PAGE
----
It was a breezy evening in Paris. Shakespeare & Co was filled with its normal charm and groups of anxious, excited bibliophile tourists. The ka-ching of the cash register couldn’t be missed from outside, which was filling up with hopefuls who wanted to catch a glimpse of or hear a few words from the illustrious Zadie Smith. This would be her second visit to the famous Shakespeare & Co. in Paris – almost exactly one year since her first visit, which I was equally lucky to attend. I waited with three friends hoping that arriving early would equate to available seating. However that wasn’t so easy since this meeting was set up by New York University(where Zadie Smith teaches creative writing) for students and staff. They paid so they got ninety percent of the seating.
All the festivities took place outside and that led to a different, noisier atmosphere. Last year it took place inside Shakespeare & Co, where the staff lined tiny little stools among all the available space inside the less than spacious bookstore. It was a tight squeeze but we all made the best of it because we were going to see Zadie.
Once all the chairs were lined up outside. We finally grabbed four available seats and just prayed nobody would ask us to give them up. Whew! 7pm came and we were still seated. By this time there was an extremely thick crowd that surrounded the seating making for an impressive turnout. Since I was in the back row i could feel people just behind my chair.
The festivities took off right on schedule. Zadie’s opening act was none other than her husband Nick Laird, Irish novelist poet. I had no idea he was going to be there. He was a nice surprise though. His rich Irish accent and his humorous, straightforward poems were refreshing. I’m looking forward to picking up one of his collections. He seemed a little nervous in the beginning but he soon warmed up to the crowd that was obviously mostly there to see his wife. His poetry got lots of laughs and smiles and was an excellent debut before Zadie Smith.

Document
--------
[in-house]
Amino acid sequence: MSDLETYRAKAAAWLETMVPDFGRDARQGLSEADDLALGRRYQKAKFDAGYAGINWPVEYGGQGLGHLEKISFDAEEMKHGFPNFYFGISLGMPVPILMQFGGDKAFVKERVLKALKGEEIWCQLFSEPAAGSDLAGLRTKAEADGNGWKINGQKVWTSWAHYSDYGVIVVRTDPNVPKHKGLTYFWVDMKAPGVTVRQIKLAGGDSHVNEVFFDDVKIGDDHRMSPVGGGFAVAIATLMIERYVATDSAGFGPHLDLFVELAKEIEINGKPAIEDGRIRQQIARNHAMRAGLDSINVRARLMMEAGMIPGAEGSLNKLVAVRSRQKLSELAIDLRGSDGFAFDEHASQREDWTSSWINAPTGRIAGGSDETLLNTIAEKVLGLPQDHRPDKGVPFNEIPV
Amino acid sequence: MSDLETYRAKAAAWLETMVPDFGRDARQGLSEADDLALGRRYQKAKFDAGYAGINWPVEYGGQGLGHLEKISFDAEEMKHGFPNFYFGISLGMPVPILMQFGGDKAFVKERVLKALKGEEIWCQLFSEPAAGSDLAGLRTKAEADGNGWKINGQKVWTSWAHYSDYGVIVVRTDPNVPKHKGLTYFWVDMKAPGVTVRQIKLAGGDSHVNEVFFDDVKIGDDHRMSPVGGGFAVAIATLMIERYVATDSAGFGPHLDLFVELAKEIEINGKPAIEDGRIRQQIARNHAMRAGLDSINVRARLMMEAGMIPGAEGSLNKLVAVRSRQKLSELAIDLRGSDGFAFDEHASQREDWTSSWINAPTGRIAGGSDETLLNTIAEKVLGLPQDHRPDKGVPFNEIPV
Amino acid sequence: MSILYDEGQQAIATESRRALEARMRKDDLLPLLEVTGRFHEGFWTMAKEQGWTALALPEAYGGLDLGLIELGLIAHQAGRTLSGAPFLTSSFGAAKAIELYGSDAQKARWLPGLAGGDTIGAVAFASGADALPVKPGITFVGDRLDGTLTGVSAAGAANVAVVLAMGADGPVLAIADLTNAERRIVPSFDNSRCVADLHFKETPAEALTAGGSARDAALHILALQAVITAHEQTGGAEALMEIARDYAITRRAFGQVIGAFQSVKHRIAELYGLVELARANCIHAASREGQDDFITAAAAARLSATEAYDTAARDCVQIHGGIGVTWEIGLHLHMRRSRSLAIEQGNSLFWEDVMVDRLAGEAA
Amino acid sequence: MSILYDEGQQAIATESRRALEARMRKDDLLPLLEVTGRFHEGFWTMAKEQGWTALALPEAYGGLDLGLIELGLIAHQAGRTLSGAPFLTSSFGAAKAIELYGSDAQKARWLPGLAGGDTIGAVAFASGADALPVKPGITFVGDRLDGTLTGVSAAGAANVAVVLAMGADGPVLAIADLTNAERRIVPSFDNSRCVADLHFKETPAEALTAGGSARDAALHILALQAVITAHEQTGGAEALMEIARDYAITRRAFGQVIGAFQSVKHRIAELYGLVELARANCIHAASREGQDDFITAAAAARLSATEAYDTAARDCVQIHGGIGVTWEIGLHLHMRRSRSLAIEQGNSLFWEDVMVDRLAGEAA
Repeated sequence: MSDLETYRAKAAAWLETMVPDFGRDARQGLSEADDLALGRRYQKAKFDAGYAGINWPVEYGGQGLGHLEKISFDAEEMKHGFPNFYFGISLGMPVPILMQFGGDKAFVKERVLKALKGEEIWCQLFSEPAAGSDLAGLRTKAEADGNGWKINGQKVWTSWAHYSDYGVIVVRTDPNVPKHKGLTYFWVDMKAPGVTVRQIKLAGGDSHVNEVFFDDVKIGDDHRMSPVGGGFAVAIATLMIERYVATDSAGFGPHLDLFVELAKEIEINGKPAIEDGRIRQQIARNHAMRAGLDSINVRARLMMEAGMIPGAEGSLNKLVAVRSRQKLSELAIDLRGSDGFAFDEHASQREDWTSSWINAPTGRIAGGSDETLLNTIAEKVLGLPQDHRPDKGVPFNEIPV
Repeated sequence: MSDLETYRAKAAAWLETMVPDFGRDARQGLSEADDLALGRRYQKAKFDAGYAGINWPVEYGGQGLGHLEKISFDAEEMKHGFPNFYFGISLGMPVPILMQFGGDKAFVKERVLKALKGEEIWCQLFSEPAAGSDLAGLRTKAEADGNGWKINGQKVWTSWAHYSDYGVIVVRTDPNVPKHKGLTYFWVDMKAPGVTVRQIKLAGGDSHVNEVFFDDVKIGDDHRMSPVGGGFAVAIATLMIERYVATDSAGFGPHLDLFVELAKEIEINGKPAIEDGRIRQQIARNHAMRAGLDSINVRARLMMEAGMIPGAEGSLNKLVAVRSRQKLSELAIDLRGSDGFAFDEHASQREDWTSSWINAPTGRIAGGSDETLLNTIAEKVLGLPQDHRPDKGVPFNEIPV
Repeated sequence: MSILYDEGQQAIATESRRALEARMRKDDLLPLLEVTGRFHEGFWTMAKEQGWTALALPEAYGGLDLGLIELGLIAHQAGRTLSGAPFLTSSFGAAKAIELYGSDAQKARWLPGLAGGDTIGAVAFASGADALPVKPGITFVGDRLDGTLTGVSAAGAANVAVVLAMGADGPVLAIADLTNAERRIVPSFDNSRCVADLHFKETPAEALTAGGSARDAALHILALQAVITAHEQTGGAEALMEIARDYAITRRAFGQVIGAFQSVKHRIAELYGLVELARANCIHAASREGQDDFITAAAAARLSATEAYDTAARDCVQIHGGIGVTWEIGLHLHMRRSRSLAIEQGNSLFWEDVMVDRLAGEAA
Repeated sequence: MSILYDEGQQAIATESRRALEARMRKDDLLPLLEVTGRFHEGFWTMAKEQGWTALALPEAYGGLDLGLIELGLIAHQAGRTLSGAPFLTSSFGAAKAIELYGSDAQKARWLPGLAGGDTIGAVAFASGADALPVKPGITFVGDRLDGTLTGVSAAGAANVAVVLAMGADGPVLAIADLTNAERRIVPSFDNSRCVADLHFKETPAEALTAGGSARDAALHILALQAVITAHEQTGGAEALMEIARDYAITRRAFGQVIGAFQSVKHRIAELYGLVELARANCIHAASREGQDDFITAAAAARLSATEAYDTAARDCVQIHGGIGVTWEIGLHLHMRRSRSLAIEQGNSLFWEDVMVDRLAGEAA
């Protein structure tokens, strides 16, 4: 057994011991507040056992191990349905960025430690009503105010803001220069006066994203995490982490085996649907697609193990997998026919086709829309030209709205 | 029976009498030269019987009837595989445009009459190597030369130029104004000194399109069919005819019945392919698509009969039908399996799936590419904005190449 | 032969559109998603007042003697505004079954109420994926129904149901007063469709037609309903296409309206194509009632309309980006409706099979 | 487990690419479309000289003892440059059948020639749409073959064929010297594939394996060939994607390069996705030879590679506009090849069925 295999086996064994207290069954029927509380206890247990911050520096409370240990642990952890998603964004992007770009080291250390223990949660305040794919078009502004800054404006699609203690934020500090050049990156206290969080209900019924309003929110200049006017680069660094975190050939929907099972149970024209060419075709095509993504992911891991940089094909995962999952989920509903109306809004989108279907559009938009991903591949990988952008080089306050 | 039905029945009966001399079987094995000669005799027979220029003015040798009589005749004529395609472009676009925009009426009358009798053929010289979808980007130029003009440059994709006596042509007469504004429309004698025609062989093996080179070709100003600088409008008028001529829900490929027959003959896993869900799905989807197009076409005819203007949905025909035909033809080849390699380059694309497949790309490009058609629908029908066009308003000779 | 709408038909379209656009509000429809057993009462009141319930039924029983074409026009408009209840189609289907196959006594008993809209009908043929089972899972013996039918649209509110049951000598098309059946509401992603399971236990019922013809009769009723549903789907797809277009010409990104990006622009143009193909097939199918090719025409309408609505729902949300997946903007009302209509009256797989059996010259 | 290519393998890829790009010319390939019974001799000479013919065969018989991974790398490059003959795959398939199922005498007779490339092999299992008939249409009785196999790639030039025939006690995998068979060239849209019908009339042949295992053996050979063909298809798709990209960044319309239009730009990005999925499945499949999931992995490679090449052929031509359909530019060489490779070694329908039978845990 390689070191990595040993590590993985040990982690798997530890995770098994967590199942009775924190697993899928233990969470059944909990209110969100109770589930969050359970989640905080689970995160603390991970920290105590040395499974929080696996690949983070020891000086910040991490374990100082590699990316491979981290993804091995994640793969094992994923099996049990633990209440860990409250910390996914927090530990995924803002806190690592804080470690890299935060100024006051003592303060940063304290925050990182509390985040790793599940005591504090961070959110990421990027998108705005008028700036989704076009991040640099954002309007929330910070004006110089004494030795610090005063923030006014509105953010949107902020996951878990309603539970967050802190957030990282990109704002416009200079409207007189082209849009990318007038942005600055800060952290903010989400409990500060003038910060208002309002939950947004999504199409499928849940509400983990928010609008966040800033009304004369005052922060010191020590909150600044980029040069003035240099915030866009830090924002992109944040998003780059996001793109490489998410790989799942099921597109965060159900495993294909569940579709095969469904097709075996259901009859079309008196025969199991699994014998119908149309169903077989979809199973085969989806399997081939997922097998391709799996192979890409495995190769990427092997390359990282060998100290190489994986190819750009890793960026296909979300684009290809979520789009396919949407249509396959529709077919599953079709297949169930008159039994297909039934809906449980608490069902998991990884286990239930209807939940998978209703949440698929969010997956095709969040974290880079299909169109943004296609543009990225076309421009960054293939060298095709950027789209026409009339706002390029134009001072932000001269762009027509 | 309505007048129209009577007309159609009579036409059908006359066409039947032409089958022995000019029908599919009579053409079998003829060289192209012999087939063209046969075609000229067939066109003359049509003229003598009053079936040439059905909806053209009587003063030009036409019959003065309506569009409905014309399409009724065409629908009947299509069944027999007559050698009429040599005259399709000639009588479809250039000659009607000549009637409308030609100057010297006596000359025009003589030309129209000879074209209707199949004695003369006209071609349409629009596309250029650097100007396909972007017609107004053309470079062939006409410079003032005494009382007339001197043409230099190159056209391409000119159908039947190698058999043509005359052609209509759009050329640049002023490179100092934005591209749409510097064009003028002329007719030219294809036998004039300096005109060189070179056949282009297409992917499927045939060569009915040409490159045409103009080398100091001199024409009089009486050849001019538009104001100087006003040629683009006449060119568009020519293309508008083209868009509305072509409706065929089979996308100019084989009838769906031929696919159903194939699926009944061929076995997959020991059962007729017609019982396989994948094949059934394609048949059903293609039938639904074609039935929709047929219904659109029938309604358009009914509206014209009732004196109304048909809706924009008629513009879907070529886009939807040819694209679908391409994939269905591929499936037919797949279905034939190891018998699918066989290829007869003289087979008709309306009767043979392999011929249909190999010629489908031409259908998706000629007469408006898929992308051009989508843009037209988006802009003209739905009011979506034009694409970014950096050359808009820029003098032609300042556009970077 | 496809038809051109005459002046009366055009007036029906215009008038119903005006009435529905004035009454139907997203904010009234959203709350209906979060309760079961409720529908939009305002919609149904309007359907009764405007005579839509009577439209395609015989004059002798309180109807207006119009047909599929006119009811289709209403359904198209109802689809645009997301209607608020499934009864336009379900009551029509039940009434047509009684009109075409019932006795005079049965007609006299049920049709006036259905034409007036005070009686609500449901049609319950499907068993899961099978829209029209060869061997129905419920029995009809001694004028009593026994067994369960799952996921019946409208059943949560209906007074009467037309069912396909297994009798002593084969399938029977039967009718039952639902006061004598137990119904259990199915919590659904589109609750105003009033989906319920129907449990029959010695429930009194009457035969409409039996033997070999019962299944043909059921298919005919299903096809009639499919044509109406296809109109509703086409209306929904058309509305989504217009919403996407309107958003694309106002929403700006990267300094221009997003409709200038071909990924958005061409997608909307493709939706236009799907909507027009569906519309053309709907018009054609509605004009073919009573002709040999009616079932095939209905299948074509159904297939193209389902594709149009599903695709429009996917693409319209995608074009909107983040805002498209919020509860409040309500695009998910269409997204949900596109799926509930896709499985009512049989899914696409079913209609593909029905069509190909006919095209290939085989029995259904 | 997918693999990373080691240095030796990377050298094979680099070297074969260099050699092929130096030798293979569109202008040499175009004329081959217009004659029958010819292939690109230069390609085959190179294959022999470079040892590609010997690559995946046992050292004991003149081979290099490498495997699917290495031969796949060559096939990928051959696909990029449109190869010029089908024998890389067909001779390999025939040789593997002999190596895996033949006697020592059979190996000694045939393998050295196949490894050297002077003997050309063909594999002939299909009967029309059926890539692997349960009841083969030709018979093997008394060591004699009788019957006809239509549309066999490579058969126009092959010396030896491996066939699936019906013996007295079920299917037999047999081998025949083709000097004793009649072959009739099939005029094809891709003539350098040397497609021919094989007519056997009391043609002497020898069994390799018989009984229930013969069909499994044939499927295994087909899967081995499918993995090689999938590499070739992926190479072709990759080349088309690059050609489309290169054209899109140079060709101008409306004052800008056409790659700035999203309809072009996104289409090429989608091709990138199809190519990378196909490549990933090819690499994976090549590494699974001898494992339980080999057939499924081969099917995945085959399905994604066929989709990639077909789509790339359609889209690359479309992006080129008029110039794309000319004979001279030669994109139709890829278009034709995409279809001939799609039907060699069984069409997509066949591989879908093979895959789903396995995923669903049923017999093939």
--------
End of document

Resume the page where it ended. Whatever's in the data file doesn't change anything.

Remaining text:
At last Zadie started to speak and the silence from the audience contrasted hugely from the cars, trucks, buses and blaring horns that seemed to surround us. Nevertheless, we all had our ears perked up for the story she read us which was a bit of the new novel she’s working on, that she called Swingtime. Love the title and adored what she read. It was about two little black girls and their meeting for the first time and recounting a birthday party they attended. It was all very Zadie Smith – race and class conscious, sensitive, a strong first person voice. It was everything I love about her books. I could see that they inspire each other. The strong first person voice is present in both their work.
After her reading quite a few pages 😀 to us the book buying recommenced and the lines for book signing lengthened quickly. It didn’t take too long before I found myself in front of Zadie again. She signed my three books that I didn’t get signed last time – The Autograph Man, On Beauty, and Changing My Mind: Occasional Essays. She was very pretty and dressed in a cute dress which looked thrifted. Her brown turban was covering her hair as usual but making her bright wide eyes stand out on her beautifully freckled face. She was smiling but not nearly as much as the first time I saw her. She seemed tired. All in all I was happy to see her for a second time and hear a bit of the new book she’s working on, which I can’t wait to read. Apparently she’s been working on a film with her husband but not sure when it’s coming out or what it’s about.